Action: Understanding Change
In this pivotal stage, the individual has taken the decisive step towards change. They are actively engaged in a multifaceted process aimed at bringing about transformation in their life, particularly regarding substance use. This is where the real magic unfolds, as the person starts making concrete changes in various aspects of their life. They begin by addressing their immediate environment, altering social circles, and redefining daily routines. These changes are the building blocks of their journey to recovery.
As a supporter, your role becomes even more crucial during this phase. Rewarding and positively reinforcing the individual’s newfound behaviours and activities are essential to bolster their commitment. Typically, substantial progress is achieved over the span of 3-6 months, marking a significant turning point in their recovery journey. However, it’s vital to remain vigilant for potential relapse triggers, such as the temptation to reconnect with drug or alcohol-using peers or revisit familiar, potentially triggering locations.
One of the key elements in this stage is the augmentation of the individual’s social recovery capital. Encouraging them to become actively involved in recovery communities can be transformative. Here’s what this stage encompasses:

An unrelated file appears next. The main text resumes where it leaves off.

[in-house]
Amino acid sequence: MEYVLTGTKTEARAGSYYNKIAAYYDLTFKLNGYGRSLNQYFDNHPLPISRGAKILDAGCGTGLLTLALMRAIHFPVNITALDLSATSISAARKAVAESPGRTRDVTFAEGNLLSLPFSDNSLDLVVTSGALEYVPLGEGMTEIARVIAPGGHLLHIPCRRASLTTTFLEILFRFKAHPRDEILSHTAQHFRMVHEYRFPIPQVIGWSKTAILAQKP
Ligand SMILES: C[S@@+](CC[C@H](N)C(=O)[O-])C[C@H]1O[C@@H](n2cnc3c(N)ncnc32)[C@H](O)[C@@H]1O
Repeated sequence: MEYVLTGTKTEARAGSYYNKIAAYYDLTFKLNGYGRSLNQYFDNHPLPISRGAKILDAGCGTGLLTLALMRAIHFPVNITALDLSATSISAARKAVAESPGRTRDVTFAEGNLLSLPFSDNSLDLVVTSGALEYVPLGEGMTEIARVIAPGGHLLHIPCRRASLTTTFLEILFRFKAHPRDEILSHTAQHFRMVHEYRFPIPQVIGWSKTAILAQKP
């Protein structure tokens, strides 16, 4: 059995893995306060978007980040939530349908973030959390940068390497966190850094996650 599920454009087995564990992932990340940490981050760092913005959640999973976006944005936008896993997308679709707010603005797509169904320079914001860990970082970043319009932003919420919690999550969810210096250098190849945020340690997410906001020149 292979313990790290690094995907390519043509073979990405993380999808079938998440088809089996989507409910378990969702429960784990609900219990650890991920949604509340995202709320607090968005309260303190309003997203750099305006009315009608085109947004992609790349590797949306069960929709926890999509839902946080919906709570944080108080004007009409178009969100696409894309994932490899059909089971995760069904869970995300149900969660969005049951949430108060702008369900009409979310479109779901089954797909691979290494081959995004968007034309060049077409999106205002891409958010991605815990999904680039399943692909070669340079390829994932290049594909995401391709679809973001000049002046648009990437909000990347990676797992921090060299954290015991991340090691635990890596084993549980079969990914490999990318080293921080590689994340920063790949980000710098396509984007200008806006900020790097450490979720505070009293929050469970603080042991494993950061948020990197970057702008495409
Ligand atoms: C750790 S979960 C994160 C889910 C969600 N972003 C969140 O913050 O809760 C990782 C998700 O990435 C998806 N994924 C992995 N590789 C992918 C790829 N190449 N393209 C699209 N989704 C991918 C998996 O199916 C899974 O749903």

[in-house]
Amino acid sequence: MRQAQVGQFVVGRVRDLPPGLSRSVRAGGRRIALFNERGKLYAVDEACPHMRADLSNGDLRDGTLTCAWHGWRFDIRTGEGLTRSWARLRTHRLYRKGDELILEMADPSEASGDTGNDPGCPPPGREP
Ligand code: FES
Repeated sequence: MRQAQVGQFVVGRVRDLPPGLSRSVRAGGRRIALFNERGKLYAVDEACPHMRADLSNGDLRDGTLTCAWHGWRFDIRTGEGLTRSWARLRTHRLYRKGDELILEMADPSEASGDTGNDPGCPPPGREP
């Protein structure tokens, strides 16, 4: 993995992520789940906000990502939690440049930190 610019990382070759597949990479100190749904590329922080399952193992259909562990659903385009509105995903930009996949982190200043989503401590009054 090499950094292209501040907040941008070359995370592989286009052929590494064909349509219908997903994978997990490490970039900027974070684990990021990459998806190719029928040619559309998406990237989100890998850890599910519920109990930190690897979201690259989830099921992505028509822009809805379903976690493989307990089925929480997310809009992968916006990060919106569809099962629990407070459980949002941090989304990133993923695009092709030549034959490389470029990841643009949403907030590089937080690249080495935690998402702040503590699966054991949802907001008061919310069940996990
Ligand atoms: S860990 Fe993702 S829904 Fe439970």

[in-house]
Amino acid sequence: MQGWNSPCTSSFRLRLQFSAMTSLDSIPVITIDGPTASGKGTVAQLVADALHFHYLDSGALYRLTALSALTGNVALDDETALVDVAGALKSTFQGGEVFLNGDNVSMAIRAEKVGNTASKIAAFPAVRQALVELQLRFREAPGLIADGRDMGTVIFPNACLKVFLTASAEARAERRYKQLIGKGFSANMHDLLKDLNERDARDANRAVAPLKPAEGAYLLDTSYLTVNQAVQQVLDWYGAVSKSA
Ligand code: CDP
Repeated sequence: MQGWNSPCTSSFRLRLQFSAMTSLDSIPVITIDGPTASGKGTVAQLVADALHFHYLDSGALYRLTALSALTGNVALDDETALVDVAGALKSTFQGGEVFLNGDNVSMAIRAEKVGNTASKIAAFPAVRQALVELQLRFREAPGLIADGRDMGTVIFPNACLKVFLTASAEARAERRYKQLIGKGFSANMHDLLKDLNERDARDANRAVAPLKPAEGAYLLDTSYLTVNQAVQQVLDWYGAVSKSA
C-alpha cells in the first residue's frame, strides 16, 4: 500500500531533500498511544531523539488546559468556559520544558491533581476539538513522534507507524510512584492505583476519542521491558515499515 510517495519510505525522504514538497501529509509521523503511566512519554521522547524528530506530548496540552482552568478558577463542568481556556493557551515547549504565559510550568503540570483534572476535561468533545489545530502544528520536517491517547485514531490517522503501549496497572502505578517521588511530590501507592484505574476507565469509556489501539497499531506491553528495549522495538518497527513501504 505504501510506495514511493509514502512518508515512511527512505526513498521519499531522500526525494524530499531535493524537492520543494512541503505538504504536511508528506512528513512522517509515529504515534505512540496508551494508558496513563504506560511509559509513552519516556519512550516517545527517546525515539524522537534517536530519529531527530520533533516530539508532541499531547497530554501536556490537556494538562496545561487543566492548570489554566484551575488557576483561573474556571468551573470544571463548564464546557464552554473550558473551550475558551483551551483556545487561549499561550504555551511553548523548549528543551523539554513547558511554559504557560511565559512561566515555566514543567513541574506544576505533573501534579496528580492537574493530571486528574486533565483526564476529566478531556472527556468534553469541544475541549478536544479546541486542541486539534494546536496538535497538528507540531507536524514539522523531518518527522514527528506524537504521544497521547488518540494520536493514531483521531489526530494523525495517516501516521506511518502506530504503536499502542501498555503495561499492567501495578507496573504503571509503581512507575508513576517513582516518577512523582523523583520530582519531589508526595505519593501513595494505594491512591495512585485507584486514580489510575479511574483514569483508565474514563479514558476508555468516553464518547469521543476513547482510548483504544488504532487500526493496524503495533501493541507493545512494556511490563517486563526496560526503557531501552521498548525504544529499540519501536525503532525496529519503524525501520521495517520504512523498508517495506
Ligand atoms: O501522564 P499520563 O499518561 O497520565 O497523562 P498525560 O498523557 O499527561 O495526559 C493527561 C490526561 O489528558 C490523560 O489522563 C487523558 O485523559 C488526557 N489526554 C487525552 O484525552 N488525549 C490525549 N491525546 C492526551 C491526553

– Developing a Plan: This involves creating a well-thought-out strategy to guide their journey towards change. It may include setting specific goals, identifying potential obstacles, and outlining steps to overcome them.
– Changing Behavior: The individual actively seeks to modify their behaviour patterns. This may involve breaking free from old habits, adopting healthier routines, and embracing new, constructive behaviours.
– Seeking Professional Help: Recognising the need for expert guidance, the individual may seek professional assistance or engage with existing resources to enhance the effectiveness of their recovery plan.
In this stage, sustained change takes root as the individual’s new behaviours gradually replace the old ones. They are not only embracing change but also actively working to maintain it. This involves the implementation of strategies designed to safeguard their progress and minimize the risk of slipping back into old habits.
Throughout this phase, they may encounter lapses, moments when they are exposed to tempting situations but manage to resist a full relapse. This demonstrates their growing confidence and a burgeoning array of interests beyond drugs or alcohol, which they genuinely enjoy.
Emotions can become especially intense during this time. The positive emotions they experience can be exhilarating and highly encouraging, but the sudden return of low emotions can be emotionally crushing. Recovery often resembles a roller coaster ride, with emotions gradually stabilizing as they work their way back to normalcy. It’s worth noting that the emotional fluctuations can catch them off guard and potentially trigger a relapse.
Two central aspects of this stage are: